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The past five years for Melrose Industries (LON:MRO) investors has not been profitable

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·3-min read
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Ideally, your overall portfolio should beat the market average. But every investor is virtually certain to have both over-performing and under-performing stocks. At this point some shareholders may be questioning their investment in Melrose Industries PLC (LON:MRO), since the last five years saw the share price fall 54%. We also note that the stock has performed poorly over the last year, with the share price down 36%. Shareholders have had an even rougher run lately, with the share price down 24% in the last 90 days.

So let's have a look and see if the longer term performance of the company has been in line with the underlying business' progress.

View our latest analysis for Melrose Industries

Given that Melrose Industries didn't make a profit in the last twelve months, we'll focus on revenue growth to form a quick view of its business development. Generally speaking, companies without profits are expected to grow revenue every year, and at a good clip. Some companies are willing to postpone profitability to grow revenue faster, but in that case one does expect good top-line growth.

Over five years, Melrose Industries grew its revenue at 25% per year. That's better than most loss-making companies. Unfortunately for shareholders the share price has dropped 9% per year - disappointing considering the growth. This could mean high expectations have been tempered, potentially because investors are looking to the bottom line. Given the revenue growth we'd consider the stock to be quite an interesting prospect if the company has a clear path to profitability.

The company's revenue and earnings (over time) are depicted in the image below (click to see the exact numbers).

earnings-and-revenue-growth
earnings-and-revenue-growth

It's good to see that there was some significant insider buying in the last three months. That's a positive. That said, we think earnings and revenue growth trends are even more important factors to consider. If you are thinking of buying or selling Melrose Industries stock, you should check out this free report showing analyst profit forecasts.

What About Dividends?

It is important to consider the total shareholder return, as well as the share price return, for any given stock. The TSR is a return calculation that accounts for the value of cash dividends (assuming that any dividend received was reinvested) and the calculated value of any discounted capital raisings and spin-offs. It's fair to say that the TSR gives a more complete picture for stocks that pay a dividend. As it happens, Melrose Industries' TSR for the last 5 years was -46%, which exceeds the share price return mentioned earlier. The dividends paid by the company have thusly boosted the total shareholder return.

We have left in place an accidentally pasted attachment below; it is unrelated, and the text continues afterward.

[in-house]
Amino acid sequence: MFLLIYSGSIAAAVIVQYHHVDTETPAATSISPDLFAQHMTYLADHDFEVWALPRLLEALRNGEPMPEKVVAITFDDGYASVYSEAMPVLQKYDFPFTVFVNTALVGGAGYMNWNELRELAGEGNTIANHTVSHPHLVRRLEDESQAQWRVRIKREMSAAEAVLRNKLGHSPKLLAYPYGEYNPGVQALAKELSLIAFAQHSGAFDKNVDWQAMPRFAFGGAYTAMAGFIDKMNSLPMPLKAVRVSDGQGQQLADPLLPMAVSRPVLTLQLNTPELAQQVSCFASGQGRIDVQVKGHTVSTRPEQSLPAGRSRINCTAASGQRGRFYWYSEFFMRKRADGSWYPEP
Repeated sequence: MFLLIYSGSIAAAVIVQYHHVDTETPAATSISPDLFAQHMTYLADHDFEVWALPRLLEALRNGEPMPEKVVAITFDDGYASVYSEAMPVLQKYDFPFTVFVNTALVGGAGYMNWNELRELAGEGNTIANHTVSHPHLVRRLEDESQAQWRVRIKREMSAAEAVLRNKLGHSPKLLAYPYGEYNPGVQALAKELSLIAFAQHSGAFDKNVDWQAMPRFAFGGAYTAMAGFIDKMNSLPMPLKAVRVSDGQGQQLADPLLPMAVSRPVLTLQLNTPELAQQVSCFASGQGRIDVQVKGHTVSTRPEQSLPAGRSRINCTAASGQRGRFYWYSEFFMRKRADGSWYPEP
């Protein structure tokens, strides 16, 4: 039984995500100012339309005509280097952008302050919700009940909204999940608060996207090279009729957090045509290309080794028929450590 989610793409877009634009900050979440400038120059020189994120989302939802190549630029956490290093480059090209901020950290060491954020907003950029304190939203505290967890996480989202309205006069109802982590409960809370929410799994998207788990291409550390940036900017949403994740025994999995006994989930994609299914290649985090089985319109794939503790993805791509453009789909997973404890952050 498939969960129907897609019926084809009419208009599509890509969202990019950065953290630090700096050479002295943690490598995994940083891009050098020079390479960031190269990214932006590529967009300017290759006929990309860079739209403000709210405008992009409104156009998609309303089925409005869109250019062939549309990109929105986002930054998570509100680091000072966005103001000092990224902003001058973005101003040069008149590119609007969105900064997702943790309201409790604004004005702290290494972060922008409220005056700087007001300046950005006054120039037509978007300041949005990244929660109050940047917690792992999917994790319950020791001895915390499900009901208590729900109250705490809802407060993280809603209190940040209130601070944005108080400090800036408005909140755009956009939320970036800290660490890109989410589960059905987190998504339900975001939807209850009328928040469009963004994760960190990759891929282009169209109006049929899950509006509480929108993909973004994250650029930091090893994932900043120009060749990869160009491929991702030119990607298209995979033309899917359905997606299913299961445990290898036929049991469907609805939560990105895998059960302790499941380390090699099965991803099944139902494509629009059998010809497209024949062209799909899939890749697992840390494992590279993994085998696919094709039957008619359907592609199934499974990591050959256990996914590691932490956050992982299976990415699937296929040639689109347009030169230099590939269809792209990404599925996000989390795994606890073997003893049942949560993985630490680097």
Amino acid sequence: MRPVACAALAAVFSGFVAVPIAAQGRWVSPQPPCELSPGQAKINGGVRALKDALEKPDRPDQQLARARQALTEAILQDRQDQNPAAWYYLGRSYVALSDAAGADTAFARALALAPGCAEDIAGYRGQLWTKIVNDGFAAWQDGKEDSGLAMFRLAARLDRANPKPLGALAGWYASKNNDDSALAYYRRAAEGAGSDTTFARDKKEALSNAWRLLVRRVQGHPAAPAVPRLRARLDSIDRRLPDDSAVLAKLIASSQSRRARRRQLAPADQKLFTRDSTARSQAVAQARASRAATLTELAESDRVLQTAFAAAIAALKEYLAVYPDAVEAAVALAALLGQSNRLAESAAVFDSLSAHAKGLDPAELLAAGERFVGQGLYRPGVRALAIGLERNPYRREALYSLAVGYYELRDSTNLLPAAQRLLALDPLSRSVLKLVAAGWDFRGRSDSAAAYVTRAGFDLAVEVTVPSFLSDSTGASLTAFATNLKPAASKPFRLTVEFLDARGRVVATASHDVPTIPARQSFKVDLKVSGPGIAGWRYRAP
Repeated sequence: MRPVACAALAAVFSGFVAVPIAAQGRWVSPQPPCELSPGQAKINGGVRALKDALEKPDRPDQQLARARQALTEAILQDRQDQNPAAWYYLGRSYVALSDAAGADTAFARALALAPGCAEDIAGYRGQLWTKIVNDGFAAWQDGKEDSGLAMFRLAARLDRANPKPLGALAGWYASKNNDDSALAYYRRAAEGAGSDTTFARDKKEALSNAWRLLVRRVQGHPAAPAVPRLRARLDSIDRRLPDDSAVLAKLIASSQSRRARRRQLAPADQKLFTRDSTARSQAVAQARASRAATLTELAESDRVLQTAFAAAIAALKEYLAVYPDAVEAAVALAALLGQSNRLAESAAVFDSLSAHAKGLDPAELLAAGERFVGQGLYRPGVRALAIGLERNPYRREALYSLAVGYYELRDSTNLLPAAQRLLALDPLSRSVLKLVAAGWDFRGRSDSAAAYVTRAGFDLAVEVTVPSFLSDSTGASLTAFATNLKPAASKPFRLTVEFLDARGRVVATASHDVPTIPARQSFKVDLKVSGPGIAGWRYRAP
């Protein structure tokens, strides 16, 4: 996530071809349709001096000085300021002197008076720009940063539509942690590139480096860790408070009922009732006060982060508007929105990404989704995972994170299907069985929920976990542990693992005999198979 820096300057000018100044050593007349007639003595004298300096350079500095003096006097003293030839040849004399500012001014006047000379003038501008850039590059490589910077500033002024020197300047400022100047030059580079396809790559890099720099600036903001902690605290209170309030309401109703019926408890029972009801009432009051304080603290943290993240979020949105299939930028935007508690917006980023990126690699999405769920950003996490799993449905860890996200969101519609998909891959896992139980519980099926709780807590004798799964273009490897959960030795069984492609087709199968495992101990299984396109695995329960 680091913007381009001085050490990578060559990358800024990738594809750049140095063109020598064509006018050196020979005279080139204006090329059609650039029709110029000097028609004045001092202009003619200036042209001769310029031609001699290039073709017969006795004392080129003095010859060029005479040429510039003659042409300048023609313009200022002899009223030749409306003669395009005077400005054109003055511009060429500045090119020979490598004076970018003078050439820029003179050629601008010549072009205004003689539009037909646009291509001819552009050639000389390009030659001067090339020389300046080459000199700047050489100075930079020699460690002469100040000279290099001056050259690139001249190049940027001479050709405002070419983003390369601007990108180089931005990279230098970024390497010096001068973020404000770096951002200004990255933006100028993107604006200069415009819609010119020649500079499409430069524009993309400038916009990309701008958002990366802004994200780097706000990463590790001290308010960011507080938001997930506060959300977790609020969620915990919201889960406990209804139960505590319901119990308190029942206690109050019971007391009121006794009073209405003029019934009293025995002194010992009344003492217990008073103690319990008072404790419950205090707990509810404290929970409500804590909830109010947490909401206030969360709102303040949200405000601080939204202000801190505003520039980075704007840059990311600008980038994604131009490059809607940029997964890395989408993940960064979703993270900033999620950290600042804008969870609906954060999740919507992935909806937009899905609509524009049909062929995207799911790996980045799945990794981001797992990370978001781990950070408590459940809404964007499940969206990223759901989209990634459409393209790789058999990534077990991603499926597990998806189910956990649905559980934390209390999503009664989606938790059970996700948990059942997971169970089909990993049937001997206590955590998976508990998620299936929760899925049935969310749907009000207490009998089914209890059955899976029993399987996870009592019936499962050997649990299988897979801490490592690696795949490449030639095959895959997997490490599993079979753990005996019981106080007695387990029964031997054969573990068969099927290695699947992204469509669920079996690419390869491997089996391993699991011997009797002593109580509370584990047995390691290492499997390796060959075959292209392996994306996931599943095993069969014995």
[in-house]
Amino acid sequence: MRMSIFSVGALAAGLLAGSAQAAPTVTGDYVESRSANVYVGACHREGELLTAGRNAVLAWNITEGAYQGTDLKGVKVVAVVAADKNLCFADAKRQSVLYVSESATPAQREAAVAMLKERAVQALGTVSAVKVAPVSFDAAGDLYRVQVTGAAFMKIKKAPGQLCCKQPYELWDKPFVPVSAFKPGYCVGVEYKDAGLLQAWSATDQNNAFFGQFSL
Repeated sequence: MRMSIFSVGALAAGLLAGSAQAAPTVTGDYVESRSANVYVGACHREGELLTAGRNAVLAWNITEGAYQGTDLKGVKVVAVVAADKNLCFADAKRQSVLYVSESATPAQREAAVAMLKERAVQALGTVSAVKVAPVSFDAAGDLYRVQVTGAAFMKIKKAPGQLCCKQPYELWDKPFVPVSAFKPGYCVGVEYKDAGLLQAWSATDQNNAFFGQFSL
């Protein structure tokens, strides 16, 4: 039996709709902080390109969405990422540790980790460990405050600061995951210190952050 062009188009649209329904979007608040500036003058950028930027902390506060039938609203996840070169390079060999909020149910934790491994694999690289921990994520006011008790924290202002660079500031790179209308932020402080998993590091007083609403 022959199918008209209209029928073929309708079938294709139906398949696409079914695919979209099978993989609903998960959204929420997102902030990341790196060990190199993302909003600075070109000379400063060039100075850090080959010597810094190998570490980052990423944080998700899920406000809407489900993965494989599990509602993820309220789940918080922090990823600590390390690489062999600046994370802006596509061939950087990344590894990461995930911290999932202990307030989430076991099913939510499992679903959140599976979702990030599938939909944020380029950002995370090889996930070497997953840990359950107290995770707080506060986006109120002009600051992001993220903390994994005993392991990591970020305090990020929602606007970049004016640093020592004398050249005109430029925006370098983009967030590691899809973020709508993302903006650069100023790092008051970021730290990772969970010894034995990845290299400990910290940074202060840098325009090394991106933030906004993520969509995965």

A Different Perspective

While the broader market lost about 0.09% in the twelve months, Melrose Industries shareholders did even worse, losing 28% (even including dividends). Having said that, it's inevitable that some stocks will be oversold in a falling market. The key is to keep your eyes on the fundamental developments. Regrettably, last year's performance caps off a bad run, with the shareholders facing a total loss of 8% per year over five years. We realise that Baron Rothschild has said investors should "buy when there is blood on the streets", but we caution that investors should first be sure they are buying a high quality business. I find it very interesting to look at share price over the long term as a proxy for business performance. But to truly gain insight, we need to consider other information, too. Consider risks, for instance. Every company has them, and we've spotted 1 warning sign for Melrose Industries you should know about.

Melrose Industries is not the only stock that insiders are buying. For those who like to find winning investments this free list of growing companies with recent insider purchasing, could be just the ticket.

Please note, the market returns quoted in this article reflect the market weighted average returns of stocks that currently trade on GB exchanges.

Have feedback on this article? Concerned about the content? Get in touch with us directly. Alternatively, email editorial-team (at) simplywallst.com.

This article by Simply Wall St is general in nature. We provide commentary based on historical data and analyst forecasts only using an unbiased methodology and our articles are not intended to be financial advice. It does not constitute a recommendation to buy or sell any stock, and does not take account of your objectives, or your financial situation. We aim to bring you long-term focused analysis driven by fundamental data. Note that our analysis may not factor in the latest price-sensitive company announcements or qualitative material. Simply Wall St has no position in any stocks mentioned.

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